Johann Hari's piece
in the Independent
today is a good hint of what the line of attack on David Cameron is likely to be over the run up to the next election. It's essentially a variation on the same theme run by Hitchens earlier - with a slightly more pointed focus. For Hari, it is clear, Cameron is disqualified from the leadership by one simple factor: privilege.
Cameron has claimed he had "a normal childhood" and "a normal university experience", but the facts are rather different. He was born to a millionaire stockbroker and a debutante, with a bloodline that connects him to Elizabeth Windsor. As a child he had a swimming pool, a tennis court and nannies.
So no deviation from the the norm can be allowed. The presence of a swimming pool in Cameron's parents' garden disbars him from attaining public office.
At a time when the biggest issue facing Britain domestically is worsening inequality, do we want to put somebody from the richest 0.01 per cent - with no understanding of ordinary life - in charge?
I'd dispute the fact that the biggest domestic issue is inequality - most conservatives would - but even so, it is absurd to suggest that the social background of a politician should be a factor. Incidentally, I have always hated the phrase 'ordinary life' - like 'the real world' I think it's reflective of lazy thinking and a belief that only what is experienced by the writer counts as 'real'.
The rest of the article is the usual rubbish:
In 2005, he called wind farms "giant bird-blenders"; in 2006, he built one on to the side of his house.
No he didn't, he put a small domestic windmill on his house. It's like saying that a diesel generator is the same thing as an oil-fired power station "In 2005 David Cameron said that oil fired power stations were polluting and expensive - but now he's bought one for his house!"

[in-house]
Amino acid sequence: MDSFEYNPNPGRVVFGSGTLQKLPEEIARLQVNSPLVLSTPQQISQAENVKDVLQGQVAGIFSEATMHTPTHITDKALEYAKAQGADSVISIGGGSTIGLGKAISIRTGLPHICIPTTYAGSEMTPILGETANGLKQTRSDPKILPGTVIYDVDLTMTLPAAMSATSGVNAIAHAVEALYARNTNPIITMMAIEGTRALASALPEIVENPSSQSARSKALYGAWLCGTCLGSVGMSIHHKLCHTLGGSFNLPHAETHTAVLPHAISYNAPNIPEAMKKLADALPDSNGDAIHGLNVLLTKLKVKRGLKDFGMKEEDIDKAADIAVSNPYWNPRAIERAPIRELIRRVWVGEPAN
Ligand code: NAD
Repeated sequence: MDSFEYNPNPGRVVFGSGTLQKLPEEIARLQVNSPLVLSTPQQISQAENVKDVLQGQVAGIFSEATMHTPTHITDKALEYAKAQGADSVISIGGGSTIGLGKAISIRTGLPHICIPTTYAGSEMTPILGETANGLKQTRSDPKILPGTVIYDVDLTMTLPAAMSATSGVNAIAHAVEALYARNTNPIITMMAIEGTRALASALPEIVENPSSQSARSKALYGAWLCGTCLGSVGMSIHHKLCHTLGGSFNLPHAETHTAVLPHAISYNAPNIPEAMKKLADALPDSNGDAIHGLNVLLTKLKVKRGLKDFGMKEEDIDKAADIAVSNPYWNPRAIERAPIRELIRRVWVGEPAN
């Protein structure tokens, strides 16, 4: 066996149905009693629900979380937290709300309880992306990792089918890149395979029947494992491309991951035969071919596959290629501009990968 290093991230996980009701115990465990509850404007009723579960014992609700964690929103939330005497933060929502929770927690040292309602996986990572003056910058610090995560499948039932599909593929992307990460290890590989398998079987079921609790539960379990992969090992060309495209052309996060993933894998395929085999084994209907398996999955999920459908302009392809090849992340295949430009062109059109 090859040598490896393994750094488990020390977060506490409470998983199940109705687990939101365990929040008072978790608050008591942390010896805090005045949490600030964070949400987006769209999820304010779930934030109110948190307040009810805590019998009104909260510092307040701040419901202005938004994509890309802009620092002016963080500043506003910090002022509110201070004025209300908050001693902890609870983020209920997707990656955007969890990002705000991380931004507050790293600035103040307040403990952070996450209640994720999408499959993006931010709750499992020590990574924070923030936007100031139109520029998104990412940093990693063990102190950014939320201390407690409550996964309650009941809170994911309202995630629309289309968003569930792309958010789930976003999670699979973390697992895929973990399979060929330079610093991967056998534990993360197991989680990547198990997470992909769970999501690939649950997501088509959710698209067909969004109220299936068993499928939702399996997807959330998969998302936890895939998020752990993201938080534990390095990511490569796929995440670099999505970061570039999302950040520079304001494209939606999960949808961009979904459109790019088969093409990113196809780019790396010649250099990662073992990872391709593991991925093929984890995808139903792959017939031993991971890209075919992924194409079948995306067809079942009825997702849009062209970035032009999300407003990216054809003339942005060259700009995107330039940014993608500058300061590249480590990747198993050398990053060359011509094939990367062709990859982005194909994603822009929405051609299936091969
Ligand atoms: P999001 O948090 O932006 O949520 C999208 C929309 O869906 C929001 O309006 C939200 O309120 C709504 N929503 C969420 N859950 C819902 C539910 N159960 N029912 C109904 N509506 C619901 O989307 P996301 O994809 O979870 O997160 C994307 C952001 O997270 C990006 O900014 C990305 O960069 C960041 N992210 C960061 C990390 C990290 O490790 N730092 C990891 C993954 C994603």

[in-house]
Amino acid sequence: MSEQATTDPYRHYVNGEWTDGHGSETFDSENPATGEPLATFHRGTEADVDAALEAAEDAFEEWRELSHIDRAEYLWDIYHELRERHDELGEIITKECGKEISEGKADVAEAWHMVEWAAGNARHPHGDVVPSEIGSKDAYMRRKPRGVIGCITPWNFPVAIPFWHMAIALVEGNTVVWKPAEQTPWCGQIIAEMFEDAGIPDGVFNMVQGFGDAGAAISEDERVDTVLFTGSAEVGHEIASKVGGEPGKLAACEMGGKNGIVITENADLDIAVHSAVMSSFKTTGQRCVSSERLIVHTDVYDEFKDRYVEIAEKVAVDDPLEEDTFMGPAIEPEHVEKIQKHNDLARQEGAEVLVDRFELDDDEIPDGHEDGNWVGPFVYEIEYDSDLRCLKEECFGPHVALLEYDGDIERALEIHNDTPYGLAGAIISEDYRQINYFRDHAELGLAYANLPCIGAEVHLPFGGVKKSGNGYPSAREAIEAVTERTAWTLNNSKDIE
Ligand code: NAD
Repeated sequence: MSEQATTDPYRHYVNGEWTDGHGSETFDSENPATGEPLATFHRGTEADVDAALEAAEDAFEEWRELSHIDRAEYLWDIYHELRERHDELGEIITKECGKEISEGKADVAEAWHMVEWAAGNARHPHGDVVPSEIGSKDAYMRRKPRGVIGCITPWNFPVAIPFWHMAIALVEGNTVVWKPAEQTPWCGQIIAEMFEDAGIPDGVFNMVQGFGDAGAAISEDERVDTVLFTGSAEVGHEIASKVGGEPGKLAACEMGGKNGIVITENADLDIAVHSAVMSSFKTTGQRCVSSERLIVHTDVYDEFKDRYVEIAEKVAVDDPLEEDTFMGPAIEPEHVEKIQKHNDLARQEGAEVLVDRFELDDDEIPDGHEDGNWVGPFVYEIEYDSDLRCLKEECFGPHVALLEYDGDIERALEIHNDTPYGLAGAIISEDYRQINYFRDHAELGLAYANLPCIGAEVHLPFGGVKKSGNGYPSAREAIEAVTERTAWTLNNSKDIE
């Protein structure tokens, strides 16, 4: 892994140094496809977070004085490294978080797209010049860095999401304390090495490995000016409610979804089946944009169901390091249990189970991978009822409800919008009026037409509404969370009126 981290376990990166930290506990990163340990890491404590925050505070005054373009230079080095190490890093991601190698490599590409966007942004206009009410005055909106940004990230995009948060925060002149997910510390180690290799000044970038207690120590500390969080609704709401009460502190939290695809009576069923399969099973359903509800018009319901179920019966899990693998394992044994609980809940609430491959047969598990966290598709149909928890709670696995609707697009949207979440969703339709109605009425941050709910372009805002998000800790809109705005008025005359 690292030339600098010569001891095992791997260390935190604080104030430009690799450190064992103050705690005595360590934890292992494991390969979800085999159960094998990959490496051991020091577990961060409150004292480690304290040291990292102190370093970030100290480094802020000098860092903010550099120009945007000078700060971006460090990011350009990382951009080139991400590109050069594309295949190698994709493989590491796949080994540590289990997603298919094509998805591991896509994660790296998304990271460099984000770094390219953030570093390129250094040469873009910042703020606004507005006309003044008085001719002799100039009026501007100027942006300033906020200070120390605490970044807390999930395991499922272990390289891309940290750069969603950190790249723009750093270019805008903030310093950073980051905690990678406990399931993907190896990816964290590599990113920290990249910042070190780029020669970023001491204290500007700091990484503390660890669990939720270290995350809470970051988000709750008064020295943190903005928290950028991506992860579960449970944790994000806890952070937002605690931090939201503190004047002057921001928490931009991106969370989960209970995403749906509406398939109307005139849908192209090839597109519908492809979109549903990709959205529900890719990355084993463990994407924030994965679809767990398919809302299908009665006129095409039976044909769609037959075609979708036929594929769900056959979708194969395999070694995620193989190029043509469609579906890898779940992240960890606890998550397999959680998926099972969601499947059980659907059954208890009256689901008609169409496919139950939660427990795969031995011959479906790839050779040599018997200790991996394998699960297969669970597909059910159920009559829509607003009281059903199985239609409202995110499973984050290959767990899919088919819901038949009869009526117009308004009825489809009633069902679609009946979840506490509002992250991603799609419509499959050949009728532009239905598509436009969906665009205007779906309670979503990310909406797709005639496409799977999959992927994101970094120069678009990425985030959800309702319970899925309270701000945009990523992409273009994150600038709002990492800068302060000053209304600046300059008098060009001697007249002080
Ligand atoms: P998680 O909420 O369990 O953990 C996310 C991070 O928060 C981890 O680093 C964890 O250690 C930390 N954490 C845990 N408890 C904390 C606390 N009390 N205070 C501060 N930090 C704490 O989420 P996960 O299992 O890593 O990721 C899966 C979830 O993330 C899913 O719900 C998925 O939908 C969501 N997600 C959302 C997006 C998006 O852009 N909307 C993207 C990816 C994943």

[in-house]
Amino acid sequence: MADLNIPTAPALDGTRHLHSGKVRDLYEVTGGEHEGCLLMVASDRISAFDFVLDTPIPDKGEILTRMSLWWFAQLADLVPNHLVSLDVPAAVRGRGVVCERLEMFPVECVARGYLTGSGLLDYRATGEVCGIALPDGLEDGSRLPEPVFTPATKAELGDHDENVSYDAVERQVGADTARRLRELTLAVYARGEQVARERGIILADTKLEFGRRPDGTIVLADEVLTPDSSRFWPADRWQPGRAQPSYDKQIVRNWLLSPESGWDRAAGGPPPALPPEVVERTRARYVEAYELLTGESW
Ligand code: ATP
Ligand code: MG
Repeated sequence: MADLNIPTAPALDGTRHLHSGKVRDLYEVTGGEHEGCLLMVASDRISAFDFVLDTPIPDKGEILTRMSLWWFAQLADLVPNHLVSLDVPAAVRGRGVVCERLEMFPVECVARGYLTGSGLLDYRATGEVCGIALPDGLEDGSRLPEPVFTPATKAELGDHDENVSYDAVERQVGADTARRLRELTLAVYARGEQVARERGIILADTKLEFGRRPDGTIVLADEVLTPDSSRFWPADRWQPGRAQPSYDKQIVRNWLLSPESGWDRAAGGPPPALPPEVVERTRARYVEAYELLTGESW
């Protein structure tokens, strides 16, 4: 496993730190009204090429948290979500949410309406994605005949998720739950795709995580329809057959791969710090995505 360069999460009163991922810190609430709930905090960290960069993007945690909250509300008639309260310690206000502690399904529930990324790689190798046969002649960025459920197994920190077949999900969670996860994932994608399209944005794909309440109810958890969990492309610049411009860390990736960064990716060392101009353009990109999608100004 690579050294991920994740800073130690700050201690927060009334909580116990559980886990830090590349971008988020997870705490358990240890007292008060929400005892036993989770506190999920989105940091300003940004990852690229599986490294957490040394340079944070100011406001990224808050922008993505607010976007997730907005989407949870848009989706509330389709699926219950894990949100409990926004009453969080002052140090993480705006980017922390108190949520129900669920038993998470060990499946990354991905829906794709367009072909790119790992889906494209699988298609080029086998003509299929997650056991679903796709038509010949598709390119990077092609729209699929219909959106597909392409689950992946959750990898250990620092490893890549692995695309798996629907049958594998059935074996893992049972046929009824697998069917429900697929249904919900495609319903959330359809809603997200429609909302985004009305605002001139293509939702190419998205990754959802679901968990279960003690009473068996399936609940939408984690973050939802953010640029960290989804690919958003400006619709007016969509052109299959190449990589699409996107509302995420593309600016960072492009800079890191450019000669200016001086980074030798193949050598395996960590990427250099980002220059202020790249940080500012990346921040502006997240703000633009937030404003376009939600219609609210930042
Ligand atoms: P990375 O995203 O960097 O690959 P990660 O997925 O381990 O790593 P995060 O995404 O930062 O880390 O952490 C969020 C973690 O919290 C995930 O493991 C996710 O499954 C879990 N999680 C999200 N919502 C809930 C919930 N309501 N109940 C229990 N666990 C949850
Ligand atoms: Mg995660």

He called Thatcher "Mother", then announced, "There is such a thing as society."
Which is, of course, pretty much what Thatcher was saying. If Hari hasn't read, or understood, what Thatcher actually said then he's a fool. If he has and is using it to misrepresent her views then he's being extremely disingenuous.
Or look at other pro-poor policies the Cameroons cannot understand and would wipe out. The European Social Chapter gives part-time workers - who are often on the minimum wage - the right to parental leave, regular holidays and other basic protections.
Regardless of the rights and wrongs of this (and it's a justifiable argument to say that, if the Social Chapter acts in this way to cut jobs, by making them uneconomic for the employers, then it is the most equitable thing to so to leave it) to suggest that his opposition to the Social Chapter is entirely because of his rich and privileged background is ridiculous. John Major was fiercely opposed to the Social Chapter - was that because of his fantastically privileged background? David Davis is opposed to it - is that because of his huge family wealth? It's just nonsense.
The people who created the idea of flat taxes - academics Robert Hall and Alvin Rabushka - explain, "It is an obvious mathematical law that [flatter] taxes on the successful will have to be made up for by higher taxes on average people."
Well, or by reduction in the size of the state - a concept that Hari cannot even contemplate.
If we do not want to be ruled by a Brideshead Regurgitated clique, we need to get to work now to ensure Cameron's rising star ends up as merely a shooting star. Then he can return to his true vocation - as a shooting-hunting-and-fishing star.
And there, I think, we have the basis of the coming line of argument: that Cameron is a posh person and thus unfit to rule. I think it will be a thumping great mistake by the Labour Party if they follow this line (I know Hari is not attached to the Labour Party by the way, it's just that he is articulating what a significant proportion of that party think is the best attack against Cameron). What evidence there is shows that Cameron is more popular than his party - exposure of Cameron in the press increases Conservative support. Far from neutralising this factor, a campaign of explicit class hatred risks increasing support for Cameron, while simultaneously reminding the electorate of what it was that they disliked about Labour in the 1980s.